First-century believers lived differently than 21st-century believers. Yet, God’s word, with surgical precision, is as relevant to our lives, today, as it was to the original audience.
The Bible’s focus is on conformity, not uniformity.
The goal is not to make everyone look, talk, and act like everyone else but that everyone is conformed to God’s eternal word. Philippians 2:12 says to, “work out your own salvation with fear and trembling…”
You are responsible for knowing God’s word and applying it to your life as if your life depends on it. The outcome of our life is the result of what or whom we conform to.
- If we live by popular opinion, then we better know where that’s leading us.
- If we live by our desires, then we better know where that will take us.
In the book of Colossians 2, Paul confronts teaching that has come from outside the church regarding faith living. His use of the phrase, “Christ Jesus the Lord,” is unique. Nowhere else in any of his writings does he reference Jesus like this.
- The name Christ references the anointed one, the Messiah.
- Jesus is the fullness of God with us.
- LORD is God’s covenant-keeping name.
The combination of these titles affirm that Jesus is the anointed one who breaks the power of sin, He is the fullness of God with us, and the one who personifies our covenant/relationship with God.
Paul imparts three responsibilities in response to receiving Jesus; walk in Him, be rooted in Him, and be built up in Him. These three phrases involve intentional action and effort.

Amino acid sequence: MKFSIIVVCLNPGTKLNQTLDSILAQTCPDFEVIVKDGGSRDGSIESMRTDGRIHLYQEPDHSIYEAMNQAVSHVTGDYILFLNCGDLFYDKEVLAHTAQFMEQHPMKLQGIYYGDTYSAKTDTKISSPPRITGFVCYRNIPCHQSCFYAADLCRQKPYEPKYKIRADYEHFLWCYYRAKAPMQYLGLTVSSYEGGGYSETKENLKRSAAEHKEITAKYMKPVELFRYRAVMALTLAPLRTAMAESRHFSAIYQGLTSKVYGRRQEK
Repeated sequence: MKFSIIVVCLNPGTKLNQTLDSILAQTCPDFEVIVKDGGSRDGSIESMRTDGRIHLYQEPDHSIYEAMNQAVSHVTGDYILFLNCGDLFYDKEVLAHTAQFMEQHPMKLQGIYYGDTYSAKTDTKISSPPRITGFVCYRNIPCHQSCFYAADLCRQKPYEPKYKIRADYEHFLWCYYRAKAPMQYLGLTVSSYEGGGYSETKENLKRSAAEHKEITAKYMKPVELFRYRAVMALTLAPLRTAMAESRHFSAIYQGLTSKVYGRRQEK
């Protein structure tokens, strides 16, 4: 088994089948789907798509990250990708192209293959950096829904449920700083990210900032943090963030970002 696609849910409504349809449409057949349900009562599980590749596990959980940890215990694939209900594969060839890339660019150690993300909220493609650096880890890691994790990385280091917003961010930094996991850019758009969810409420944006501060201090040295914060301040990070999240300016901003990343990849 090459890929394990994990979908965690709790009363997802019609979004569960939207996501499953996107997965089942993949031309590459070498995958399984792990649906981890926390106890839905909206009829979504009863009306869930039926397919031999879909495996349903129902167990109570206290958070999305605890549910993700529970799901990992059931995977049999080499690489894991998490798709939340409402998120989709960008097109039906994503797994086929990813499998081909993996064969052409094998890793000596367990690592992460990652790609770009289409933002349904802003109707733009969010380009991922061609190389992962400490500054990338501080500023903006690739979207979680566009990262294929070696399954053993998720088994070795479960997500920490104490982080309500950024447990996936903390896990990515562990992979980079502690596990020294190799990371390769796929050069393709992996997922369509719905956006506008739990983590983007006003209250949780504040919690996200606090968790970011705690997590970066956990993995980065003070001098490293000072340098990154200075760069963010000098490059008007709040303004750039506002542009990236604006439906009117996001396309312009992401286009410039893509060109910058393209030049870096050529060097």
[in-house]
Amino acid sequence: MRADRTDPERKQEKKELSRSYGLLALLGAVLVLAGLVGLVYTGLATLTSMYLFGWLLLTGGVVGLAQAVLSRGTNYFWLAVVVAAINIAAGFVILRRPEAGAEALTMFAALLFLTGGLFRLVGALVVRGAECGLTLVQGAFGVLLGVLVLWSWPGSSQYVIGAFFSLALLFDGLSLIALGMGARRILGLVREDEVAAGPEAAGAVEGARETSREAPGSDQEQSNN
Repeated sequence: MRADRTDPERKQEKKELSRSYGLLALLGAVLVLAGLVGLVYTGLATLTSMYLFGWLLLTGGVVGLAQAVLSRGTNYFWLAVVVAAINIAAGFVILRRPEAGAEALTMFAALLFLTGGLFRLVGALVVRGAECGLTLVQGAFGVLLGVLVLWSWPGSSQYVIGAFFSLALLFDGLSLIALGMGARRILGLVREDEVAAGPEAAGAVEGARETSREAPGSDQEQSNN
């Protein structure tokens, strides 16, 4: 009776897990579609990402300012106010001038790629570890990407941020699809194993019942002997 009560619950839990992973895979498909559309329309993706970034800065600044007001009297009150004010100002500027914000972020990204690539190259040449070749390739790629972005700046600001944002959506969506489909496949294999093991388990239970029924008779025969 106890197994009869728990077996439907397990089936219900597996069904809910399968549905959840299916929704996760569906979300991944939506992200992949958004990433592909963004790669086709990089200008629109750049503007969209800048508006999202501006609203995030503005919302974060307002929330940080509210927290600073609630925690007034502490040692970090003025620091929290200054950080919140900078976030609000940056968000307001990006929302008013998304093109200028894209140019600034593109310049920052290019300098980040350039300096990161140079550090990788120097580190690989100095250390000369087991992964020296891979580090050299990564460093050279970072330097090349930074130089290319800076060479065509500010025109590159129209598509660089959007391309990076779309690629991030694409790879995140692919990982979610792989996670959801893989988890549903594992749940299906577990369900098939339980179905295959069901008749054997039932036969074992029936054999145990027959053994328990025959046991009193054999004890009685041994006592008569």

#1 “Walk in Him.” This statement refers to lifestyle. We are to conform our thinking, actions, and ways to Jesus.
The question isn’t how much sin can I get away with and still be a Christian? As a follower of Jesus, the question is, how much am I willing to surrender to the one who surrendered everything so that I could have an abundant and eternal life?
If God’s word says “no” to a particular desire or behavior you’re engaged in, are you willing to surrender those to walk in Him?
#2 “Rooted in Him.” The word rooted implies work or effort on your behalf. Time is not the primary factor in spiritual growth; intentional effort is.
In 1 Peter 1:5-9, Peter instructs us to make “every effort to supplement your faith,” with a list of characteristics that will increase faith in our life. Having our sin forgiven enables us to live holy lives.
#3 “Built up in Him.” The idea of being built up in Him is to make Jesus Christ the center or foundation of your life.
When it comes to godliness, God’s word is the sole authority on the subject. Be careful not to build your spiritual life on someone else’s application of God’s word but God’s word alone.
The word “built” means established and is defined as to make firm, reliable, to warrant security, and inspire confidence. Build your life on what Jesus has taught alone; His words are life.
In the context of spiritual development, God’s word is the truth; everything else is a theory.
Any attempt to add some requirements to salvation nullifies Jesus’ sacrifice. In the Old Testament, a symbol of having a relationship with God was circumcision. The term uncircumcised was a derogatory term to refer to a gentile, sinner, or heathen, a person who did not honor God.
Some attempted to convince the people that to know God, they had to be circumcised.
Paul declares that those who are uncircumcised have been made alive in God through Jesus’ death and resurrection. He canceled our record of debt with all its legal demands, apart from circumcision.
Our spiritual growth and the power to live free from the control of sin is only possible by faith in Jesus Christ. As the author of our faith, He is also the finisher of faith.
He who began a good work in us is faithful to complete that work. Every attempt of living separately from the faith, in hopes to achieve spiritual enlightenment or maturity, will lead you away from Him and the truth.